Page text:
canal and its expulsion. At this stage, the
calf may still be enclosed in the second
"water bag" (amniotic fluid). After the
head has passed through the birth canal,
the rest of the body usually demands little
extra effort to be expelled. This stage may
last from two to 10 hours. A common
mistake is to attempt to assist by pulling
on the forelegs of the calf unnecessarily or
too early.
Stage 3: Expulsion of the placenta
During the third stage, the placenta or
afterbirth is expelled from the uterus.
After the delivery of the calf, uterine
contractions continue for a period of time.
These contractions help to break down
the cotyledons by separating the placenta
from the uterine caruncles (Figure 1).
Normally, the afterbirth should be
expelled within 12 hours of birth.
Experience and judgment are needed to
decide when to assist a calving. After one
or two hours of intense pushing, the
forefeet of the calf should appear. If there
are signs of distress, assistance should be
provided. It is very important to wash
and disinfect hands, arms, the cow's
University of Wisconsin-Madison
A process called uterine involution
begins immediately after calving. The
uterus shrinks in size considerably and
layers of tissue must be renewed.
Although ovarian activity may lead to
ovulation as early as 15 days after calving,
this is usually not accompanied by heat
(silent heat), and the first few cycles may
be of short duration. However, more
than 90% of cows should have been
observed in heat at least once within 60
days of calving.
Retained placenta
Retained placenta occurs in about 5 to
10% of otherwise normal calvings. The
frequency of retained placenta increases
with premature or difficult calvings, and
also in the case of bacterial infections.
The placenta should NOT be removed
manually because of possible injury to the
uterus and risk of permanent sterility.
Efforts should focus on trying to avoid
contractions (treatment with estrogen is
sometimes successful).
Prevention of
retained placenta should be an active part
of reproductive management because it is
often followed by other complications.
Prevention includes proper sanitation
during calving and proper nutrition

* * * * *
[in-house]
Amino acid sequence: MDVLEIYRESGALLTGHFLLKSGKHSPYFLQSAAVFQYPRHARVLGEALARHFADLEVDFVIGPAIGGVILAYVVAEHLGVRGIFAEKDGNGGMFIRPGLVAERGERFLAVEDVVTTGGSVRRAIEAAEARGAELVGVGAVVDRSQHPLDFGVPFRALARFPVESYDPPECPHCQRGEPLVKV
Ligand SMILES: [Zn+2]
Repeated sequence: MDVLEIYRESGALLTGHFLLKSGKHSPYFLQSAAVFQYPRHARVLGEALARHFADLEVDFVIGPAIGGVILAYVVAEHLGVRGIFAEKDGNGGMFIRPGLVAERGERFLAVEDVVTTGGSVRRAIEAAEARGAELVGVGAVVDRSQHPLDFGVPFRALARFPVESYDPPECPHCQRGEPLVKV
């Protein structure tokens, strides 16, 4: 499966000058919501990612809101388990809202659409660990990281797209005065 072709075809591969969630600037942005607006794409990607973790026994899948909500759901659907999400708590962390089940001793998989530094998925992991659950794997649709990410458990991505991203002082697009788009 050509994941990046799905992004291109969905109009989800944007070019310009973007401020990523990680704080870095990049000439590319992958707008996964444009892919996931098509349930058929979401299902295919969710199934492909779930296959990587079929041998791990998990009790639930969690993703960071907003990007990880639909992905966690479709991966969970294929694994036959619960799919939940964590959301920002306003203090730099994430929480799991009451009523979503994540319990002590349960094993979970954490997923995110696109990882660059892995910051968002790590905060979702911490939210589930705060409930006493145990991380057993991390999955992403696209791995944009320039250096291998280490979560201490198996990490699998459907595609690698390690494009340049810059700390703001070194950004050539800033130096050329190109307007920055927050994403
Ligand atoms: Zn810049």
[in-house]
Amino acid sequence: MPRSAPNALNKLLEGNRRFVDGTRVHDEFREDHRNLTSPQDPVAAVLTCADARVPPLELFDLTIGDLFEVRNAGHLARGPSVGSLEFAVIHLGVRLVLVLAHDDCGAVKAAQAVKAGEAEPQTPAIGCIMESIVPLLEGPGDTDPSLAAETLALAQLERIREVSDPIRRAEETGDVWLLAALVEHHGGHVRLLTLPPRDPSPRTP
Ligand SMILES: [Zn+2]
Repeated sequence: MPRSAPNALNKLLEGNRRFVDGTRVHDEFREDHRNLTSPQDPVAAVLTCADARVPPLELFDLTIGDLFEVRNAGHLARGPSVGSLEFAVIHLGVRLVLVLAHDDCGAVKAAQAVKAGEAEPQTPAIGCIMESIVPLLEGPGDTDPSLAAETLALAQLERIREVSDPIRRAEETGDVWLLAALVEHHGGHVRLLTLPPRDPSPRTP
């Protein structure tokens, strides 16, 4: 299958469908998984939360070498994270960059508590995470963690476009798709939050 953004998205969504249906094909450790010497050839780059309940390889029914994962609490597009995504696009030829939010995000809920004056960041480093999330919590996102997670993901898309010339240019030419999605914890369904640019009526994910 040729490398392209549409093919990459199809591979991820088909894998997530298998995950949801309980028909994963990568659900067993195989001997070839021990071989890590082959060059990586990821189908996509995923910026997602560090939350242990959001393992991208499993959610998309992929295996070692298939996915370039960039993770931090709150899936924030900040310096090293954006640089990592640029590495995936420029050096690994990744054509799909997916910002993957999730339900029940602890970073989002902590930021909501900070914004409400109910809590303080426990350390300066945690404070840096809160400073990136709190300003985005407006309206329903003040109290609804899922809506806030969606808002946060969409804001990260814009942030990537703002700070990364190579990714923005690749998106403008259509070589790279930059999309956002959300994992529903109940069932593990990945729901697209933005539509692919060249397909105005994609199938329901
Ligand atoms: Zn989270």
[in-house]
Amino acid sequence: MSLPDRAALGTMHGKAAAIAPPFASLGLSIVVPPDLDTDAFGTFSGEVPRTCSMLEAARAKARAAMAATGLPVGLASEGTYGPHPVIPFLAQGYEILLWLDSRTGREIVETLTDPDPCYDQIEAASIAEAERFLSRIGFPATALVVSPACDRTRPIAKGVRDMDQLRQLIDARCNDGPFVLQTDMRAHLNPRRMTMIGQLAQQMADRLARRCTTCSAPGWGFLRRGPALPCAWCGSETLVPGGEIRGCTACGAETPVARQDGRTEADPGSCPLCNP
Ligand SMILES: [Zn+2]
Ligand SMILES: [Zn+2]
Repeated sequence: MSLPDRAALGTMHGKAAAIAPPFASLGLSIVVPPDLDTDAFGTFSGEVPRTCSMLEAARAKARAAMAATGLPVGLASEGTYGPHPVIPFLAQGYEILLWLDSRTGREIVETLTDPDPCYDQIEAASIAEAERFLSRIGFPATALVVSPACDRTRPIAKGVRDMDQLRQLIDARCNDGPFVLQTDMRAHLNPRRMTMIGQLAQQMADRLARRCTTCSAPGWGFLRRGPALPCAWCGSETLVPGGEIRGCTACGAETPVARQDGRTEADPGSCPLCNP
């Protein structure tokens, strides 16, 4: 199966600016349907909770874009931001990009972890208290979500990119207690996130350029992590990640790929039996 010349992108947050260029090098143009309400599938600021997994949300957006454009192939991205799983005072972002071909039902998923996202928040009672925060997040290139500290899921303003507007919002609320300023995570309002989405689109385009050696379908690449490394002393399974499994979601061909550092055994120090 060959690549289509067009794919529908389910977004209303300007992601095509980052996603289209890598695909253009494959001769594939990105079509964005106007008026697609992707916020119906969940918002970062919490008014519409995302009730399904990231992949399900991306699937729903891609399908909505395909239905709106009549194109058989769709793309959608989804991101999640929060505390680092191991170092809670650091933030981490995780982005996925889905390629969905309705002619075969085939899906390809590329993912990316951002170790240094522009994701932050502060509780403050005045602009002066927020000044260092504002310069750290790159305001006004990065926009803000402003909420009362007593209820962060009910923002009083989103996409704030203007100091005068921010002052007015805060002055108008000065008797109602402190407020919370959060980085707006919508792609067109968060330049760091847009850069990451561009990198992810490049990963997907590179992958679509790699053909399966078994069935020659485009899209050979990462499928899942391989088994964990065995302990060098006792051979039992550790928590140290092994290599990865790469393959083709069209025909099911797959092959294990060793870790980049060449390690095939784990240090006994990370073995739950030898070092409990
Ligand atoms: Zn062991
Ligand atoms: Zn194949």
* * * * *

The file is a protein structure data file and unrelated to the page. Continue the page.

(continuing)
during the dry period.
Metritis is an inflammation of the
uterus most often due to an invasion of
microorganisms. Metritis can frequently
be diagnosed by a purulent vaginal
discharge. A difficult calving or retained
Dairy Essentials - Reproduction and Genetic Selection
placenta increase the risk of metritis.
Unless metritis is severe, cows usually
recover without any treatment in several
weeks. In severe cases, the veterinarian
may evacuate fluids from the uterus by
rectal palpation followed by an infusion
of the uterus with an antibiotic solution.
When antibiotics are used, the milk has
to be discarded, usually for a period of
three or four days.
An alternative
treatment is to induce a heat using the
hormone prostaglandin.
During heat,
uterine contractions help to clear the
infection and minimize the need for
As in metritis, this problem involves an
infection of the uterus. However, in the
case of pyometra, the cervix is closed,
preventing drainage of the infectious
material from the uterus. The uterus fills
up with pus and the cow does not come
in heat. The damage caused by pyometra
may lead to permanent sterility.
Good management practices are very
effective at minimizing the stress at
calving and calf mortality. Managing a
dairy herd with an aim to minimize
difficult calving is essential to a successful
operation and requires the control of
many factors:
• Proper feeding: Proper feeding of
heifers is important because they
should not be inseminated until they
have reached proper body weight.
Cows should not be overfed during
the last part of lactation or the dry
period because overconditioning
(obesity) increases the risk of difficult
• Use a maternity pen: A maternity pen
should be reserved for about every
eight cows in a herd. Thus a 40- to 50cow herd should have six or seven
individual maternity pens in which
cows can move freely during calving.
The pen should be dry, well ventilated
and thoroughly cleaned after each
• Be patient but ready to call for
veterinary assistance when trouble
occurs: Look for the early signs of
calving and observe the progression of
the calving. Give the cow adequate
time to prepare herself for delivery;
after one to two hours of intense
pushing, the forefeet of the calf should
appear. If there are no signs of
progress and the cow begins to show
signs of distress, check the position of
the calf. If you are unable to determine the position of the calf or you are
not sure of how to correct the problem,
call for veterinary assistance
• If the decision to assist the calving is
made, use strict sanitary conditions:
When examining a cow, use strict
sanitary procedures to minimize the
risk of infection.
• Provide good care to the newborn calf:
Clear the nostrils of mucus and make
sure the calf is breathing. Tickling the
inside of the nostril with a finger is
usually sufficient to initiate breathing.
If the lungs are obstructed by a large
amount of mucus, the fluids may be
cleared by holding the calf by the hind
legs for a short period of time. Use a
disinfectant to prevent infection of the
umbilical region. Feed colostrum
within a few hours after birth to help
the calf gain immunity against
infectious diseases.
The Babcock Institute